When application problems occur, the database environment is frequently the first thing blamed. The database is "guilty until proven innocent." A DBA is rarely approached with a question like "I've got some really bad SQL here. Can you help me fix it?" Instead, the DBA is forced to investigate problems where the underlying assumption is that the DBMS or perhaps the DBA is at fault, when the most common cause of relational performance problems is inefficiently coded applications.

Oftentimes the DBA is forced to prove that the database is not the source of the problem. The DBA must know enough about all aspects of IT to track down errors and exonerate the DBMS and database structures he has designed. So he must be an expert in database technology, but also have semi-expert knowledge of the IT components with which the DBMS interacts: application programming languages, operating systems, network protocols and products, transaction processors, every type of computer hardware imaginable, and more. The need to understand such diverse elements makes the DBA a very valuable resource. It also makes the job interesting and challenging. If database administration still sounds intriguing to you, read on. Actually, the job isn't as bad as it sounds. The work is interesting, there is always something new to learn, and, as previously mentioned, the pay can be good. The only question is: Can anyone do this type of job for twenty or more years without needing a rest? And, oh, by the way, I think I hear your pager going off, so you might want to pause here to see what is wrong.

Evaluating a DBA Job Offer

As a DBA, it is almost inevitable that you will change jobs several times during your career. When making a job change, you will obviously consider requirements such as salary, bonus, benefits, frequency of reviews, and amount of vacation time. However, you also should consider how the company treats their DBAs. Different organizations place different value on the DBA job. It is imperative to your career development that you scout for progressive organizations that understand the complexity and ongoing learning requirements for the position. Here are some useful questions to ask:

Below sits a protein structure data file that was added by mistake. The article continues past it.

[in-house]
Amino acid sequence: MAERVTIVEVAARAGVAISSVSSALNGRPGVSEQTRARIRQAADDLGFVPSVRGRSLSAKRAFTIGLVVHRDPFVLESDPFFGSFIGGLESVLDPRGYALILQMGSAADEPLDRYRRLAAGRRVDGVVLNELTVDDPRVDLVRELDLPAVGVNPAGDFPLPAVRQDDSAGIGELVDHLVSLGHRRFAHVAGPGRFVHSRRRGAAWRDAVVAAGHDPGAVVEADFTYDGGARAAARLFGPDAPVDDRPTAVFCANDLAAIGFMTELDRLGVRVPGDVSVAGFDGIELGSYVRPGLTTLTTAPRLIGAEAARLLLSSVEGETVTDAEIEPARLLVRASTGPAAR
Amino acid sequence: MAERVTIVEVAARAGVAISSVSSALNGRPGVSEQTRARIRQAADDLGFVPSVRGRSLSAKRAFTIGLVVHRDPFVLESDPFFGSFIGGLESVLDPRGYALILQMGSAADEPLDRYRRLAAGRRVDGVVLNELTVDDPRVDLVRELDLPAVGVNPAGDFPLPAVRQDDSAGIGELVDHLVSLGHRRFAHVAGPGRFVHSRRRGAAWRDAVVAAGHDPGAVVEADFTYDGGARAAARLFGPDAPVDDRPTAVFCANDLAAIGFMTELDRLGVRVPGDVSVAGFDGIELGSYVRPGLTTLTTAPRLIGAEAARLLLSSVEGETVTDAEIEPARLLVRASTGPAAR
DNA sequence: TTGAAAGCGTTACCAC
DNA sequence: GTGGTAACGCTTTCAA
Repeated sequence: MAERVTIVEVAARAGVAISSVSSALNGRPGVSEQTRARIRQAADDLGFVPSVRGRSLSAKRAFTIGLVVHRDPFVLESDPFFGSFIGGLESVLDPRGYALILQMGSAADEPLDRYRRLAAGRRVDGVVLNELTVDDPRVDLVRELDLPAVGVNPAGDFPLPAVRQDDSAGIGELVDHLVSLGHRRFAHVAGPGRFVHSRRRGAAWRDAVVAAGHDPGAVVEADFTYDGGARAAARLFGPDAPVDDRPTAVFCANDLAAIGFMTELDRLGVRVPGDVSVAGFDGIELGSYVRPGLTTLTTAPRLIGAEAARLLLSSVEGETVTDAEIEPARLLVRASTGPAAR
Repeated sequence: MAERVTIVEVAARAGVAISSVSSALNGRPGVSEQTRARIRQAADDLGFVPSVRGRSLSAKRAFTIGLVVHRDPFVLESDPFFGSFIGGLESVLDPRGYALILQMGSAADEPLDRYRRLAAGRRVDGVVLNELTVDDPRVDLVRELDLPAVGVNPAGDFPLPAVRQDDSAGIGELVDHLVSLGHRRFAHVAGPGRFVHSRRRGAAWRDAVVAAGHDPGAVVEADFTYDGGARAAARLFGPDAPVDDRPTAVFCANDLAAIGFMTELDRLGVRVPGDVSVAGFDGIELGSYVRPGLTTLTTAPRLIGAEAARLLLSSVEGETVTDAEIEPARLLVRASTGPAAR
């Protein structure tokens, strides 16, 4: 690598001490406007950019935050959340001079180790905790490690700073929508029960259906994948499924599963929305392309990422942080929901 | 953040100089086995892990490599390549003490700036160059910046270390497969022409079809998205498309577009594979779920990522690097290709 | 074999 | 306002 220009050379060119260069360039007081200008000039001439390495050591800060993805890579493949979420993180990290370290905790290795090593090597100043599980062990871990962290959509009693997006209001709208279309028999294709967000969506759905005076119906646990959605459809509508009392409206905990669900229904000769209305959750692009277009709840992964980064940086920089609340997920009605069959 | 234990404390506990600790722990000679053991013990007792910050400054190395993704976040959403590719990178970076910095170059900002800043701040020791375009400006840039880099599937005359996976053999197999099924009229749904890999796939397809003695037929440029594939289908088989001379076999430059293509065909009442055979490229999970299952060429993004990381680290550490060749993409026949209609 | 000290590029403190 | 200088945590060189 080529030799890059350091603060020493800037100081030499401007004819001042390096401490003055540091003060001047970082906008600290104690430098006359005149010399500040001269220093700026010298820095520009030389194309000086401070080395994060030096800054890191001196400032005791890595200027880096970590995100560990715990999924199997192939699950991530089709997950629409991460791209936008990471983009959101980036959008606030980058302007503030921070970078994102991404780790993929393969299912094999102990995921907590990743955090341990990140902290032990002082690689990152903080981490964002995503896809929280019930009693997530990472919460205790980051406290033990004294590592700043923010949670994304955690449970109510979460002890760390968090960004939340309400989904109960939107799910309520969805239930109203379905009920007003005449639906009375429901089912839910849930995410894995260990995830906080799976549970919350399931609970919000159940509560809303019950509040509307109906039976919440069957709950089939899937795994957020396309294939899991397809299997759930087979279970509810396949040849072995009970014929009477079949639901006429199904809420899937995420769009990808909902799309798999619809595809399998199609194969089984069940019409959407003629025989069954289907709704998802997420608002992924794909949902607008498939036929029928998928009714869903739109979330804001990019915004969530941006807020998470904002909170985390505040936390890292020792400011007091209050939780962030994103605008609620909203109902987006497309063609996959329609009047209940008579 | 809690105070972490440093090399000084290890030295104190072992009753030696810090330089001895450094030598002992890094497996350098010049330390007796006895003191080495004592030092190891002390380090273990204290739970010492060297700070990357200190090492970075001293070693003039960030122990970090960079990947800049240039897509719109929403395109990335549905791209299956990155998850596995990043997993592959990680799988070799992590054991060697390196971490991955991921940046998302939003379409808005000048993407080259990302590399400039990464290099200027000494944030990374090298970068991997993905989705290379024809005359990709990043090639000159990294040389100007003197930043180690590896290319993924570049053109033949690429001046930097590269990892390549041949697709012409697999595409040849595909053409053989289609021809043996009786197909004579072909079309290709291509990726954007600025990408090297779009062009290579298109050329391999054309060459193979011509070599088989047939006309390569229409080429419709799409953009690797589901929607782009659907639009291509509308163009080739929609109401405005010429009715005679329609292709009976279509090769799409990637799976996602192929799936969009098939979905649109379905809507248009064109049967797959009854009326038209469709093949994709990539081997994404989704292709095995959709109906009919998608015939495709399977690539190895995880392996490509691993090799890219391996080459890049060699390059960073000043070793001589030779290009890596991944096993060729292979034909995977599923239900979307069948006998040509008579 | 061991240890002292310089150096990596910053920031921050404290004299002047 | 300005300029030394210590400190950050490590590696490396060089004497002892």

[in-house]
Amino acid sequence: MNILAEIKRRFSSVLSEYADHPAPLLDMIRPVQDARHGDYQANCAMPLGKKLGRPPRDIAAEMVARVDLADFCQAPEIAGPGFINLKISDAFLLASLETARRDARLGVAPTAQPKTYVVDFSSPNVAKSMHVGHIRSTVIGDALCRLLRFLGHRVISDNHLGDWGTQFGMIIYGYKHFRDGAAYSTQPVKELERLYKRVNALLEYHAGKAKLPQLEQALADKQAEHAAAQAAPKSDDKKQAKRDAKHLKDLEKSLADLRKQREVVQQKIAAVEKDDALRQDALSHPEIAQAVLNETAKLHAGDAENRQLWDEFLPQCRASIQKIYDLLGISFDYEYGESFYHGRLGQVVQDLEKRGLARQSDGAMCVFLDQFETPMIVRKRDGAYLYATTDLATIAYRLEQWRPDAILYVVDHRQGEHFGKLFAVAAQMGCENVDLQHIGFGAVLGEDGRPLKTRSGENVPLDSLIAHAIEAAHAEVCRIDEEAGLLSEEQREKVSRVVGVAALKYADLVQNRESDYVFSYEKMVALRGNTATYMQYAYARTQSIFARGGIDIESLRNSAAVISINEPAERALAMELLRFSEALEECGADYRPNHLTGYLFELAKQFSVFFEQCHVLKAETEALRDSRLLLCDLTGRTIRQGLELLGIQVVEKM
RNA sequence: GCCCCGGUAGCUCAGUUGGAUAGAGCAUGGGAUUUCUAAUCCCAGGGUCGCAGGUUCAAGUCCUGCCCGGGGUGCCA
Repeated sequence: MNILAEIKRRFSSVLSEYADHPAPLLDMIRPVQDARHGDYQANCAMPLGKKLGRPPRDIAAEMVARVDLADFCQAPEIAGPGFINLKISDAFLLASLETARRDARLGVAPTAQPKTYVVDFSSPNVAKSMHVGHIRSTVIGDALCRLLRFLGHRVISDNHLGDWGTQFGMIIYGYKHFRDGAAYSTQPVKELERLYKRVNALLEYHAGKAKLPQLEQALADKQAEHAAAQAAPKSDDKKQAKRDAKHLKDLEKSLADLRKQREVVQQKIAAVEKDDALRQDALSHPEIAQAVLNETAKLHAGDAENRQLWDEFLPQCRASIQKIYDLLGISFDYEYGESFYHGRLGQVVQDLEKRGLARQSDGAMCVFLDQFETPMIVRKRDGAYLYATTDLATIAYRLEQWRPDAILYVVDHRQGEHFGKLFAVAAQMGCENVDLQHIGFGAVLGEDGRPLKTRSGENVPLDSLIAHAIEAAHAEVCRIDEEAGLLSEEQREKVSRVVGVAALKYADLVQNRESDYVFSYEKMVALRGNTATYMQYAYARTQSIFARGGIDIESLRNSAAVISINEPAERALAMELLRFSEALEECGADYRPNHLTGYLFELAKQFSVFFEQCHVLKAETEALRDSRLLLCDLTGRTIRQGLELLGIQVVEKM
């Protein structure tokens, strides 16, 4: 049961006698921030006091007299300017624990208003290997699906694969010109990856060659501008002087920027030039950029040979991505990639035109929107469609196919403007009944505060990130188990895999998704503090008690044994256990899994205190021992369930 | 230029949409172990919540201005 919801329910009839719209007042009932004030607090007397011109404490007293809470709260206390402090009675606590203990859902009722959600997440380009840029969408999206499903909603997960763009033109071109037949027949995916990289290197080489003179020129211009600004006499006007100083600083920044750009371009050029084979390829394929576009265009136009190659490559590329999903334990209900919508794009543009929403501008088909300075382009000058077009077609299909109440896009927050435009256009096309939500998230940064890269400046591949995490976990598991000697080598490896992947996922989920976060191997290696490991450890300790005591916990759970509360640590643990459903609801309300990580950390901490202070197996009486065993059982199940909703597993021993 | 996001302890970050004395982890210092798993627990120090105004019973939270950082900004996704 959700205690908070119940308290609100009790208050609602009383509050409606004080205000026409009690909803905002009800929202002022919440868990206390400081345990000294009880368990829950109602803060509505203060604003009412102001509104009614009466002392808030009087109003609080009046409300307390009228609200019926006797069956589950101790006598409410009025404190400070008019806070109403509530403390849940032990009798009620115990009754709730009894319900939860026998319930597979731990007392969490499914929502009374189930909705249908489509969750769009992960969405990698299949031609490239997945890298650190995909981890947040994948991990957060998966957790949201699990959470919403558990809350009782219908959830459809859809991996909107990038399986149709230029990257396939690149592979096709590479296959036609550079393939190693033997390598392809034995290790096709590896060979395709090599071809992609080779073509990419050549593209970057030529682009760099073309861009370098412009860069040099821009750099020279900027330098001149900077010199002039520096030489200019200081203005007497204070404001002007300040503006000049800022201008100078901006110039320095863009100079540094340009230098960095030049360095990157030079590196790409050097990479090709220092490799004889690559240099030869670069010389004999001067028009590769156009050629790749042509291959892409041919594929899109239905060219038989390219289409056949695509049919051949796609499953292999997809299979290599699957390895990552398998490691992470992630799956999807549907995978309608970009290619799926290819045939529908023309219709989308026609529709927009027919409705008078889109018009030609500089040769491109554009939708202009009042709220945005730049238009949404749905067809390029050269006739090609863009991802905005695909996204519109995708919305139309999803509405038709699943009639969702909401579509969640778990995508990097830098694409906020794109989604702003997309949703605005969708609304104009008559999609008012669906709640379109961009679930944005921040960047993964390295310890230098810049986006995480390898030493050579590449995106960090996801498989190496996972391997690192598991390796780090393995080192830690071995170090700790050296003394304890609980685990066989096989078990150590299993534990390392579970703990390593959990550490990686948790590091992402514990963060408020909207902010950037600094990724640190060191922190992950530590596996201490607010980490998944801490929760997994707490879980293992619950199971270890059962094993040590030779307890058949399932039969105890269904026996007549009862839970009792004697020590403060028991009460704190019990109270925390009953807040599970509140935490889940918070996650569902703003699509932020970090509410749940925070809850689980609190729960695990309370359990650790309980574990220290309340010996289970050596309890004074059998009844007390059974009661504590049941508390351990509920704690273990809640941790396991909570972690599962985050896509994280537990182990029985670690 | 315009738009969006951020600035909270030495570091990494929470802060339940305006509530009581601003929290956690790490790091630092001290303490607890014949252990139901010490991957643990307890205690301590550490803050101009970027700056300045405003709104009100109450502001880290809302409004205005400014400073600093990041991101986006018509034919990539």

• Does the company offer regular training for its DBAs to learn new DBMS features and functionality? What about training for related technologies such as programming, networking, e-business, transaction management, message queueing, and the like?

  • Does the company allow DBAs to regularly attend local user groups? What about annual user groups at remote locations?

  • Are there backup DBAs, or will you be the only one on call 24/7?

  • Are there data administration and system administration organizations, or are the DBAs expected to perform all of these duties, too?

  • Does the DBA group view its relationship with application development groups as a partnership? Or is the relationship more antagonistic?

  • Are DBAs included in design reviews, budgeting discussions, and other high-level IT committees and functions?

The more "yes" answers you get to these questions, the more progressive the DBA environment is.

  • + Share This
  • 🔖 Save To Your Account

InformIT Promotional Mailings & Special Offers

I would like to receive exclusive offers and hear about products from InformIT and its family of brands. I can unsubscribe at any time.